Gangland hit man William Gage in jail smoking challenge
A man who is serving a life term for a gangland murder has taken the Scottish government to court over fears he may develop cancer from passive smoking.
William Gage, 43, was convicted of shooting 30-year-old Justin McAlroy six times outside his home in Cambuslang, South Lanarkshire, in March 2002.
He was jailed for life and ordered to serve a minimum of 20 years in prison.
Gage now wants judges to rule it is unlawful to detain him in conditions where he is exposed to tobacco smoke.
Smoking in public places such as pubs and shopping centres has been banned since 2005 but prison cells were deemed as private residences, making them exempt.
A hearing at the Court of Session in Edinburgh was told that Gage had made repeated complaints within Shotts jail, where he has been held since 2004, about being left vulnerable to environmental tobacco smoke (ETS) inside the prison.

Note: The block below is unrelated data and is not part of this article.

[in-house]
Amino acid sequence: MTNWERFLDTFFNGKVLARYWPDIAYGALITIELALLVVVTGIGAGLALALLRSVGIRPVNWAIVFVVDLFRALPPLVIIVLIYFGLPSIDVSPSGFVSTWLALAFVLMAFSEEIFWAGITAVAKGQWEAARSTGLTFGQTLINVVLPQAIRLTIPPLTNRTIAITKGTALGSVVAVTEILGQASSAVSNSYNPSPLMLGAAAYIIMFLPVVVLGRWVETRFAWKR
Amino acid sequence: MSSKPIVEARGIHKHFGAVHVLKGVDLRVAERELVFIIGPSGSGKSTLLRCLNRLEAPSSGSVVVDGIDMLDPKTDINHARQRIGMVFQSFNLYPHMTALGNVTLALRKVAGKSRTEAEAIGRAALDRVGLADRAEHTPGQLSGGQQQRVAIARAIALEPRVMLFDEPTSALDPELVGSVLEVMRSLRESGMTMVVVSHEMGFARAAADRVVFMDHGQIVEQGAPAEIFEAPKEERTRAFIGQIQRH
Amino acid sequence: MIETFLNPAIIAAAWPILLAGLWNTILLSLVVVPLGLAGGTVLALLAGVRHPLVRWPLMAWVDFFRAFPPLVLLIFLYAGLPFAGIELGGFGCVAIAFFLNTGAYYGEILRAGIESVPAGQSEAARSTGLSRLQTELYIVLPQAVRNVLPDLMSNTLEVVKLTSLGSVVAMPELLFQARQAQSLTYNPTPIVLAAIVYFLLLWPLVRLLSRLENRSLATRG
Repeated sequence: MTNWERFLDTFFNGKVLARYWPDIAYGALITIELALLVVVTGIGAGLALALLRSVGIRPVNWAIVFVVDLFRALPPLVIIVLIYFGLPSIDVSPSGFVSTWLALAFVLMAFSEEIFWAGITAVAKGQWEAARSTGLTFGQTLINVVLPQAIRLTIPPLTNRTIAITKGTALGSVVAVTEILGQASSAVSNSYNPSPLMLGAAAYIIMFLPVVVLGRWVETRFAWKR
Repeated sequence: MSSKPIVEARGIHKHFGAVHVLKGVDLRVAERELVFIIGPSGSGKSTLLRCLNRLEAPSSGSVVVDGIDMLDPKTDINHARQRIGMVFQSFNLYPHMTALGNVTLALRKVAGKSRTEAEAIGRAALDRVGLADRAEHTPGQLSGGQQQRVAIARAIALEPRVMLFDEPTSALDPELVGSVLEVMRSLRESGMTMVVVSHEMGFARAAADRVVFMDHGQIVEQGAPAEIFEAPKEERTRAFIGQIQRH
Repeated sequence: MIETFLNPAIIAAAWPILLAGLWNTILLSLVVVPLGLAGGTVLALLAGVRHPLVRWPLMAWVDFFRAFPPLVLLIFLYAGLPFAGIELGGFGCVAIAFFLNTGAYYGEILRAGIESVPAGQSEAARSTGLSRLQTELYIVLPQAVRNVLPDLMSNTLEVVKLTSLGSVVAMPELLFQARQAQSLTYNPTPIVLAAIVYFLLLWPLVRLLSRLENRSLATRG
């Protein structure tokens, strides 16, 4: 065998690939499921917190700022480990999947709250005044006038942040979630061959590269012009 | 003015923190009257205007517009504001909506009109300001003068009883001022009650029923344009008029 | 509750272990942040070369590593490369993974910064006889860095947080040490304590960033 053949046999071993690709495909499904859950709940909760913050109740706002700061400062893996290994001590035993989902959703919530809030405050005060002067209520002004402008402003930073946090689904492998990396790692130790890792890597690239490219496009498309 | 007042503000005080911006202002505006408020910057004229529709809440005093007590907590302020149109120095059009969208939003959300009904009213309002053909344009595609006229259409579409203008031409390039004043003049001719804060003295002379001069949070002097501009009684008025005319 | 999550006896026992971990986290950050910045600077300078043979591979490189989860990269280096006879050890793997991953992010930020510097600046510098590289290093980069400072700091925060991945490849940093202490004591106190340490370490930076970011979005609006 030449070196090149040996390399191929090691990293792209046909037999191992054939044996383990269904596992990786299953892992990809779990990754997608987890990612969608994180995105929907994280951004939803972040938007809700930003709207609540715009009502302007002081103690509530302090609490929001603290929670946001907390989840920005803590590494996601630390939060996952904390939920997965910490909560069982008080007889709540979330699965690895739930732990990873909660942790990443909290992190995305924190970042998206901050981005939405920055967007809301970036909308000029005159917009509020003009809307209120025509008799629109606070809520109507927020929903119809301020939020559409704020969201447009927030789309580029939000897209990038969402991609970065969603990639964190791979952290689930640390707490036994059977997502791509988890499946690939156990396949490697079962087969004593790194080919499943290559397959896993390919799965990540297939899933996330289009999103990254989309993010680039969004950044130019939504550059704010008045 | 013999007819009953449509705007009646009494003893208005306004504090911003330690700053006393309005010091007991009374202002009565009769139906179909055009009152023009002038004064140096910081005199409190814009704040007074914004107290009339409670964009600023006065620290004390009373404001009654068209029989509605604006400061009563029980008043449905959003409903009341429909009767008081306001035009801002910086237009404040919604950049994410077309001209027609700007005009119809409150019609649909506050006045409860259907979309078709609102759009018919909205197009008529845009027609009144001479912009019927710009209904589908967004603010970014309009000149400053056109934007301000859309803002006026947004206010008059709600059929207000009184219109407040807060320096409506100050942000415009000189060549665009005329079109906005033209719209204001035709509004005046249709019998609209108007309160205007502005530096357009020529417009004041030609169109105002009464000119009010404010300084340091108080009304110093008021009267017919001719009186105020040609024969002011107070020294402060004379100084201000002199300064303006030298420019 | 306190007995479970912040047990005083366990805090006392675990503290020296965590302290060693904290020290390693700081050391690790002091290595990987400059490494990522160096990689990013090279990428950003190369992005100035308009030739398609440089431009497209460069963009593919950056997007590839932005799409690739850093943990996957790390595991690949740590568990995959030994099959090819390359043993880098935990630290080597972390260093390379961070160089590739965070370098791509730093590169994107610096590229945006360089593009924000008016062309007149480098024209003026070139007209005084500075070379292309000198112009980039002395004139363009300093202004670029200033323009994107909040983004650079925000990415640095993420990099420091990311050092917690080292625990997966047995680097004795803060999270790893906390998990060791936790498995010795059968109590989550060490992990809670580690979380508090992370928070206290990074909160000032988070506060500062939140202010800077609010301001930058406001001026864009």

Gage's father was a smoker who died from lung cancer and he worries that he may develop cancer through passive smoking.
His counsel, Christopher Pirie, told a judge that Gage wanted to be held in one of Scotland's prisons which had smoke-free areas.
The Scottish government is contesting the action and the court was told that Gage was housed in a relatively modern prison with ventilation systems.
Support was also offered to prisoners who wanted to stop smoking.
Lord Armstrong will give a decision in the judicial review case at a later date.
Following his conviction, Gage spent years maintaining he was a victim of a miscarriage of justice.
His case was later referred to the Court of Criminal Appeal by the Scottish Criminal Cases Review Commission, which looks into alleged miscarriages of justice.
It was rejected, however, by a panel of five judges in 2012.